While most WAN hardware devices will now include some form of optional data compression to enhance data transfer performance, many remote access software packages also provide integrated --and always optional - data compression routines of their own. Note, though, that if data being transferred across the WAN connection is already in compressed format - ZIPped for example - then adding extra data compression is likely to result in the transfer speed slowing down. The same can also be true of combining software and hardware based compression, so handle data compression with care!

Some remote access software packages provide intelligent coding for minimising on-line time and, therefore, costs and bandwidth usage. The best examples are directly aimed at combining user control with cost efficient use of the network, but without undue user restrictions. At the heart of such a system you might find what is best described as intelligent, off-line data queuing. This is akin to an architecture which - for any process or application - carries out as much as it can off-line, then allows the online connection to be made when the user chooses and enables them to carry out tasks at a time which suits them. Connections can then be fully automated to take advantage of the best times to connect to the WAN or Internet. In some cases, the remote users can further select which WAN service they want to use at a particular time of day, or for a particular job, with the software switching between different service types automatically, to further optimise connection costs.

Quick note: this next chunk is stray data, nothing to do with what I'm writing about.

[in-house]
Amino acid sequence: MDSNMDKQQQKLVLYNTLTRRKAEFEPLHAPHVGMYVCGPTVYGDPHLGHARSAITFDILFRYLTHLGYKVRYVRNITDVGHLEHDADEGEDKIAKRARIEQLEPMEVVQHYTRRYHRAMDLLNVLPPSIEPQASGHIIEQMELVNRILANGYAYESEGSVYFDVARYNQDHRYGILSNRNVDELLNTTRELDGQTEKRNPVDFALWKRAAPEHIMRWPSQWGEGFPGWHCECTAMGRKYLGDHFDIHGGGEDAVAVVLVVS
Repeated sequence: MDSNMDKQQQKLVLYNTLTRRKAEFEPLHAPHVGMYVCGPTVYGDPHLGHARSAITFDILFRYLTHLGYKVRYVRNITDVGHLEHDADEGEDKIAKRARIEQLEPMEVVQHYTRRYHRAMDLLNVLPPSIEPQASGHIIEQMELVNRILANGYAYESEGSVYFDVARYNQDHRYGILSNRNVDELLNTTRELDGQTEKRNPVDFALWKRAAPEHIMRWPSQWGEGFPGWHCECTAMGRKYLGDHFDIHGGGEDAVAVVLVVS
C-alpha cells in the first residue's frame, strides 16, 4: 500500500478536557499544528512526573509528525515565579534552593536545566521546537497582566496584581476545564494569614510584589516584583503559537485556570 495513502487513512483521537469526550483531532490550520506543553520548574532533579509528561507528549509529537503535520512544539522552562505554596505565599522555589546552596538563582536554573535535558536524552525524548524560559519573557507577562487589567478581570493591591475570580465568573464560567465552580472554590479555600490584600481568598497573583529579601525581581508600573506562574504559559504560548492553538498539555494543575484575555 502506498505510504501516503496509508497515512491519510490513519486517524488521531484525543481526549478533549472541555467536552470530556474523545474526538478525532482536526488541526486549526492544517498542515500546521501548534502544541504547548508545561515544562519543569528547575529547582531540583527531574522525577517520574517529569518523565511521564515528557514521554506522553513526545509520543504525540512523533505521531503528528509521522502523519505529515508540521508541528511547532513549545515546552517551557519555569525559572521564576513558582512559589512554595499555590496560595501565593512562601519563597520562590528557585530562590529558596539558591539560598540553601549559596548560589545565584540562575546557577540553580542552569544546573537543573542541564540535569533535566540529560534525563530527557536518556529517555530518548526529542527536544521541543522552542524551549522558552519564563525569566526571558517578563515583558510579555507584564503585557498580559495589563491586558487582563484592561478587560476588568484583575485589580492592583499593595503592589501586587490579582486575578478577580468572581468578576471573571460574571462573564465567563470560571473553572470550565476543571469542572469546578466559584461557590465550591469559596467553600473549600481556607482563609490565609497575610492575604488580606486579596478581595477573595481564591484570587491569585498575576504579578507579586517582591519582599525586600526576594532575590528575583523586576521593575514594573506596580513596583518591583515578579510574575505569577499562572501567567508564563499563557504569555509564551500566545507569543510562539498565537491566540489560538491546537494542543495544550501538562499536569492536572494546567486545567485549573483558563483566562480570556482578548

Some remote access software packages will include support for Virtual Private Network (VPN) tunnelling. A VPN is effectively a "private" network that uses some "public" segments. This makes it significantly less expensive and more flexible than a dedicated private network. Each of the private networks need only be connected to a local Internet service provider, and adding new connections is simple and inexpensive. In order to make data connections secure, a "tunnel" is created between the source and destination end-points which encapsulates the IP packets and encrypts the data.

While some tunnelling schemes will be proprietary, most will support IPSec, either in 32-bit or 64-bit (the code length) mode. IPSec is a framework of open standards for ensuring secure private communications over public networks like the Internet, which is why it has been applied to VPNs. It is a set of protocols developed by the IETF (Internet Engineering Task Force) to support secure exchange of packets at the IP layer. IPSec supports two encryption modes: Transport and Tunnel. Transport mode encrypts only the data portion (payload) of each packet, but leaves the header untouched. The more secure tunnel mode, as used in VPNs, encrypts both the header and the payload. On the receiving side, an IPSec-compliant device must be present to decrypt each packet.

The final consideration is possibly the most important: security. All remote access software packages will offer at least basic security in the form of password protection. Beyond this general security features will vary depending on the nature and cost of the remote access product. Typically these can either be used in tandem to create multi-layered security or individually.

Steve Broadhead


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This was first published in July 1999